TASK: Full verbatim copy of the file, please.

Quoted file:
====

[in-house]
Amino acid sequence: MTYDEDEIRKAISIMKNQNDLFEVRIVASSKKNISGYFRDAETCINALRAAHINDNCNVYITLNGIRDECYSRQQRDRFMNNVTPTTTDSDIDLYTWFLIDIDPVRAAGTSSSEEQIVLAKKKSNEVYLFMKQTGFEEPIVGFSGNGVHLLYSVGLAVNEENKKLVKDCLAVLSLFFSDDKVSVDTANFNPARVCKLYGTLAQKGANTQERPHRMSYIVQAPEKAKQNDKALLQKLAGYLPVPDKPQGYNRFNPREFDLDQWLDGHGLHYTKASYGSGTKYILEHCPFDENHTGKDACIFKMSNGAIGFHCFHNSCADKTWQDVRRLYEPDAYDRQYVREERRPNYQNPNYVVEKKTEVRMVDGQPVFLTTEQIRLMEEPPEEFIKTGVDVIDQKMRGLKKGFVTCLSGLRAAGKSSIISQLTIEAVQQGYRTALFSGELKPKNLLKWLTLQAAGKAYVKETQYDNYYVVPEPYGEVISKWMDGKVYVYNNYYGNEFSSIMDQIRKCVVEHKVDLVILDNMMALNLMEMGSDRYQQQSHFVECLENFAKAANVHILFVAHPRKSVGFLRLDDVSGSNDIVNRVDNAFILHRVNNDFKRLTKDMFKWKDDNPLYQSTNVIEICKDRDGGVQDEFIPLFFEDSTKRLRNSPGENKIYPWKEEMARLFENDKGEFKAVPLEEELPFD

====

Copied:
[in-house]
Amino acid sequence: MTYDEDEIRKAISIMKNQNDLFEVRIVASSKKNISGYFRDAETCINALRAAHINDNCNVYITLNGIRDECYSRQQRDRFMNNVTPTTTDSDIDLYTWFLIDIDPVRAAGTSSSEEQIVLAKKKSNEVYLFMKQTGFEEPIVGFSGNGVHLLYSVGLAVNEENKKLVKDCLAVLSLFFSDDKVSVDTANFNPARVCKLYGTLAQKGANTQERPHRMSYIVQAPEKAKQNDKALLQKLAGYLPVPDKPQGYNRFNPREFDLDQWLDGHGLHYTKASYGSGTKYILEHCPFDENHTGKDACIFKMSNGAIGFHCFHNSCADKTWQDVRRLYEPDAYDRQYVREERRPNYQNPNYVVEKKTEVRMVDGQPVFLTTEQIRLMEEPPEEFIKTGVDVIDQKMRGLKKGFVTCLSGLRAAGKSSIISQLTIEAVQQGYRTALFSGELKPKNLLKWLTLQAAGKAYVKETQYDNYYVVPEPYGEVISKWMDGKVYVYNNYYGNEFSSIMDQIRKCVVEHKVDLVILDNMMALNLMEMGSDRYQQQSHFVECLENFAKAANVHILFVAHPRKSVGFLRLDDVSGSNDIVNRVDNAFILHRVNNDFKRLTKDMFKWKDDNPLYQSTNVIEICKDRDGGVQDEFIPLFFEDSTKRLRNSPGENKIYPWKEEMARLFENDKGEFKAVPLEEELPFD